There was a time, not too far in American history, that people understood the concept of evidence. Now, they may not have really grasped the scientific principles of evidence, but they got the concept. If they made a claim about science, and someone asked them to prove it, they’d point to X scientist or X scientific study they read about. What they didn’t say, typically, is “prove me wrong.”
Whenever someone makes an assertion, followed by a request to prove them wrong, the conversation is a non-starter. It’s nonsense. When you make a positive claim, such as “this is or is not true about the world,” then the onus is on you to prove your assertion. You hold the burden of proof. No one is under any obligation to believe you until you do so, nor do they need to prove you wrong. You’ve provided nothing to disprove.
Evidence, when it comes to a scientific claim, typically refers to a well formed, peer reviewed study. At the very least, the assertion should be based on sound scientific principles that are known to be true, and it should be a falsifiable claim. There must be a solid way to test it. If your claim isn’t able to be tested and attempted to falsify, then you’ve said nothing of value scientifically.
Unfortunately, today, the concept of evidence has been skewed in the public view. The most commonly cited items as evidence in the public are YouTube videos and blog posts. These are not evidence. These wouldn’t even be accepted on a college freshman English paper as citations. If you’re making claims based on them, or worse, you’ve developed a worldview based on them, then you are devoid of intellectual honesty and any credibility whatsoever.
There’s also this strange perception of the peer review as “corporate science.” People often claim that all professional scientific literature is bought and paid for, biased, as if it’s some kind of conspiracy to keep “real” science (the YouTube version?) suppressed.
Let’s unpack this a bit. What would it take for such a conspiracy to exist? First, it would require millions upon millions of scientists to be in on it. That alone would be unwieldy, impossible given….humans. It would also require all universities and professors to be in on it. All regulatory agencies, medical establishments, and governments would also need to be working together. Do you see how crazy this gets?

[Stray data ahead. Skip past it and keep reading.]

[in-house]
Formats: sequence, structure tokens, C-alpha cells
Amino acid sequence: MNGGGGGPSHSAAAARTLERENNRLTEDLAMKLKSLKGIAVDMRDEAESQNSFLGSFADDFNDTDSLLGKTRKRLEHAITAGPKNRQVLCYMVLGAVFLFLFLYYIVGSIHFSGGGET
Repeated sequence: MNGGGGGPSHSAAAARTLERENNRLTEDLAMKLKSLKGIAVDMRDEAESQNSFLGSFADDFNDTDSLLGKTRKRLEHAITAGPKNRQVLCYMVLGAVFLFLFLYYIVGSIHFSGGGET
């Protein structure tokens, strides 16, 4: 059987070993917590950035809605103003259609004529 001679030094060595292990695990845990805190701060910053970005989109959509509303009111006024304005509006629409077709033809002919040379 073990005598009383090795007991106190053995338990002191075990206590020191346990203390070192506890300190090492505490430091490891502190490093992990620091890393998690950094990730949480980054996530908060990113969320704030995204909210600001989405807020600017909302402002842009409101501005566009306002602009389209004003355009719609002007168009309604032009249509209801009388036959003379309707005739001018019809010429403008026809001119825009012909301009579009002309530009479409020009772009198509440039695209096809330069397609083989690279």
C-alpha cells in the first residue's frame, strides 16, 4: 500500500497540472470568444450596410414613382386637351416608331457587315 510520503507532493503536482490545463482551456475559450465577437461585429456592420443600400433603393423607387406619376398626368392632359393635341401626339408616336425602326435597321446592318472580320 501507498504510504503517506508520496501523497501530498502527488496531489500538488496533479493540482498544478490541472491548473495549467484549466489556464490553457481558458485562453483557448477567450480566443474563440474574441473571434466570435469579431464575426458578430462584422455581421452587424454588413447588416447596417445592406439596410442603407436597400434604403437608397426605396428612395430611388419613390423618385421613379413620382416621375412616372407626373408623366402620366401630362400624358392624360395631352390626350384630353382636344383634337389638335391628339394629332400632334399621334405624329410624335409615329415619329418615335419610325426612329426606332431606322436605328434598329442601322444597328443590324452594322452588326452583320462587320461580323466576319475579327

Let’s look at some realities of how the scientific process works. There’s a specific reason that science, as a method of knowing, is seen to be self correcting. When someone puts forth a paper, it gets peer reviewed. Once it passes that process, which is often not easy, it gets published. This isn’t the endgame. This is the beginning. At this point, scientists from all over the world get to try and prove the results of that paper wrong. Doing so is one of the best ways to gain recognition as a scientist. This is especially true of a scientist can prove something well accepted to be wrong.
So, even if you provide a study as evidence of a claim, one solitary study doesn’t do it. That’s not how it works. Anything that can really be asserted in science with any certainty will have a large body of studies behind it. It will have been tried to be proven wrong many times without success.
We see this problem so often today as anti-vaxxers pull out the Wakefield study and anti-GMOers pull out the Seralini study. Not only are these singular studies, they’ve been discredited and retracted due to serious bias, dishonest practices, and poor methodology. That’s how science works.
So, when someone tries to first off a YouTube video, blog post, or a single poor study as their primary source of evidence, you may need to explain how evidence works in science. They’re obviously doing it wrong.
Contributor: Robert Sacerich
Robert is a Philosophy of Science and Bioethics student, as well as blogger and science advocate/activist. He has worked extensively within the secular community for various secular nonprofit organizations and public communication causes.
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